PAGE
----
Lobell said, “Recent yield progress is overall a good news story. But because farm yields are improving fastest in favorable weather, the stakes for having such weather are rising. In other words, the negative impacts of hot and dry weather are rising at the same time that climate change is expected to bring more such weather.”

Extensive data

Lobell’s team examined an unprecedented amount of detailed field data from more than 1 million USDA crop insurance records between 1995 and 2012.

“The idea was pretty simple,” he said. “We determined which conditions really matter for corn and soy yields, and then tracked how farmers were doing at different levels of these conditions over time. But to do that well, you really need a lot of data, and this dataset was a beauty.”

Lobell said he hopes that the research can help inform researchers and policymakers so they can make better decisions.

“I think it’s exciting that data like this now exist to see what’s actually happening in fields. By taking advantage of this data, we can learn a lot fairly quickly,” he said. “Of course, our hope is to improve the situation. But these results challenge the idea that U.S. agriculture will just easily adapt to climate changes because we invest a lot and are really high-tech.”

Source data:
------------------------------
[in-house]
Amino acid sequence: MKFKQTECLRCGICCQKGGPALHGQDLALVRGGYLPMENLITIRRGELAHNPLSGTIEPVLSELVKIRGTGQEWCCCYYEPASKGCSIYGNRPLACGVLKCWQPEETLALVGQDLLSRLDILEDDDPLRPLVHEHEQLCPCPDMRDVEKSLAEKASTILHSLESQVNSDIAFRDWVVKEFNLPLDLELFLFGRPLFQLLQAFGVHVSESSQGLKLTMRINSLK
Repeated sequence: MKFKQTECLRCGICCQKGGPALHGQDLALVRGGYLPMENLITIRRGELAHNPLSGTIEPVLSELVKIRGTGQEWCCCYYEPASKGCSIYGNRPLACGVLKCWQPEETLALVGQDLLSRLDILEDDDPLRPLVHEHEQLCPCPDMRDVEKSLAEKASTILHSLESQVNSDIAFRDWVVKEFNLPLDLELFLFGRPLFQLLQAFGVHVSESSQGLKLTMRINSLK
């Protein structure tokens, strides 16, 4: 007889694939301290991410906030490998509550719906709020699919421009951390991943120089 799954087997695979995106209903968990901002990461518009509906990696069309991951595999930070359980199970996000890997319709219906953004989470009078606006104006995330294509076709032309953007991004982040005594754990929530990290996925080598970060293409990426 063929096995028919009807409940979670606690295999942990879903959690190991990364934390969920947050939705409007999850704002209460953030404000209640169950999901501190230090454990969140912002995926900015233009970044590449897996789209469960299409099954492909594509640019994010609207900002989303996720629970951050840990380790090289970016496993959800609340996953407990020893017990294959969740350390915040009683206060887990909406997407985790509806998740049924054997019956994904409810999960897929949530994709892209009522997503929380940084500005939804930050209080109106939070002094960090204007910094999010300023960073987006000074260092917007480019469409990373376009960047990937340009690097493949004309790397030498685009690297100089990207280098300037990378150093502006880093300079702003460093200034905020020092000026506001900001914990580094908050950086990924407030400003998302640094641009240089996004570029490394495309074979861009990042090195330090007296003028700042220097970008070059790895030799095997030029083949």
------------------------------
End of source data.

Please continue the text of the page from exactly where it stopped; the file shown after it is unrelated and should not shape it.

Lobell and colleagues are also looking at ways crops may perform better under increasingly hot conditions. “But I wouldn’t expect any miracles,” he said. “It will take targeted efforts, and even then gains could be modest. There’s only so much a plant can do when it is hot and dry.”

28 Responses to U.S. corn yields are increasingly vulnerable to hot, dry weather

  1. Kagiso(13355377) May 5, 2014 at 6:50 am #

    I think its going to be a bit difficult to modify corn into withstanding extreme weather conditions that are mentioned in the above article, for this reason; not only many plant can survive the hot dry weather conditions except for the well known desert trees. However, the state should start looking for new sites in which they will farm corn, and start implementing things that will support and sustain the climate from there forth. Thus these can be building dams, planting more trees and providing the soil with sufficient amount of nitrogen.

  2. Rakhuduwe Mantsha 14152402 May 5, 2014 at 2:11 am #

    From the above discoveries it shows that in the next coming years not only corn will be the only crop that can grow on both hot and cold conditions but other crops will also have the same traits as that of the corn if they are also treated in the same way of modifying them.And it also shows that even in some regions crops with traits that includes drought tolerant, resistance to pests can grow and will lead to the reduction of poverty.

  3. u14043892 May 5, 2014 at 12:08 am #